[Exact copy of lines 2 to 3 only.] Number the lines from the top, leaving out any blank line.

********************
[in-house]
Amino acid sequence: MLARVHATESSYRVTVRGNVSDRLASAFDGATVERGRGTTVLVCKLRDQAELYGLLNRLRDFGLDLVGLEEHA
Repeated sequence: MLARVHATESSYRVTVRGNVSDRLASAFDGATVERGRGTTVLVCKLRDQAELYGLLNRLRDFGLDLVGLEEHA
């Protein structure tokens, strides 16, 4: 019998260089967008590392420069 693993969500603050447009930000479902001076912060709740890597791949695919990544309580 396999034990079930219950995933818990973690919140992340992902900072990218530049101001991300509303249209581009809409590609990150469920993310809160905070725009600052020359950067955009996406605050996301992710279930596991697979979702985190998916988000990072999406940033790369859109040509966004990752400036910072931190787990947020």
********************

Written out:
Amino acid sequence: MLARVHATESSYRVTVRGNVSDRLASAFDGATVERGRGTTVLVCKLRDQAELYGLLNRLRDFGLDLVGLEEHA
Repeated sequence: MLARVHATESSYRVTVRGNVSDRLASAFDGATVERGRGTTVLVCKLRDQAELYGLLNRLRDFGLDLVGLEEHA